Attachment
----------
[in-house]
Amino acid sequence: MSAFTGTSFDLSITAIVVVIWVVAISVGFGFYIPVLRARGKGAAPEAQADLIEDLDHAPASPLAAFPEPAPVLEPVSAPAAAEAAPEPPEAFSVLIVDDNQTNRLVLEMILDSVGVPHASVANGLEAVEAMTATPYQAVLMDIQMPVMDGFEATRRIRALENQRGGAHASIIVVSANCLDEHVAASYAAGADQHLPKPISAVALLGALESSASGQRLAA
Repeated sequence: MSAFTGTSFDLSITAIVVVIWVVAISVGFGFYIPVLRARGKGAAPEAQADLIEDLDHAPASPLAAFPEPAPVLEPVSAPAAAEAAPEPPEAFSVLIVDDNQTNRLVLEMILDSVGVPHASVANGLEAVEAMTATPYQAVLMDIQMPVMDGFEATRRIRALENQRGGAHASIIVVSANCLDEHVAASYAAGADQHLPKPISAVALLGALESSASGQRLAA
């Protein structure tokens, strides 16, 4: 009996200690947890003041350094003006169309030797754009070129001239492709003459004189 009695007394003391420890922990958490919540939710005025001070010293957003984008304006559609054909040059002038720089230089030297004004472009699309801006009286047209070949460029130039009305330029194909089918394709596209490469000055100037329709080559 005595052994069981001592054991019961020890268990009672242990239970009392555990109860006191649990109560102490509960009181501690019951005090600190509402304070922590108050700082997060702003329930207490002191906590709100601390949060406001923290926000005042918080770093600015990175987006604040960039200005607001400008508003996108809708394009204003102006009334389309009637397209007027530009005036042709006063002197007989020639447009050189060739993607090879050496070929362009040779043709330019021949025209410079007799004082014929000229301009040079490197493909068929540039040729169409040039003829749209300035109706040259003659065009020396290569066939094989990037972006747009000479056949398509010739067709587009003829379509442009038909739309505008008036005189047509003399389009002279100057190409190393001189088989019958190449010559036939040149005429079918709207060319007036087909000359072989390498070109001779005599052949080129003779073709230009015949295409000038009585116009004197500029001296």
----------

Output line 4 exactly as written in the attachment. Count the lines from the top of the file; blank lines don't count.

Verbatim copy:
């Protein structure tokens, strides 16, 4: 009996200690947890003041350094003006169309030797754009070129001239492709003459004189 009695007394003391420890922990958490919540939710005025001070010293957003984008304006559609054909040059002038720089230089030297004004472009699309801006009286047209070949460029130039009305330029194909089918394709596209490469000055100037329709080559 005595052994069981001592054991019961020890268990009672242990239970009392555990109860006191649990109560102490509960009181501690019951005090600190509402304070922590108050700082997060702003329930207490002191906590709100601390949060406001923290926000005042918080770093600015990175987006604040960039200005607001400008508003996108809708394009204003102006009334389309009637397209007027530009005036042709006063002197007989020639447009050189060739993607090879050496070929362009040779043709330019021949025209410079007799004082014929000229301009040079490197493909068929540039040729169409040039003829749209300035109706040259003659065009020396290569066939094989990037972006747009000479056949398509010739067709587009003829379509442009038909739309505008008036005189047509003399389009002279100057190409190393001189088989019958190449010559036939040149005429079918709207060319007036087909000359072989390498070109001779005599052949080129003779073709230009015949295409000038009585116009004197500029001296």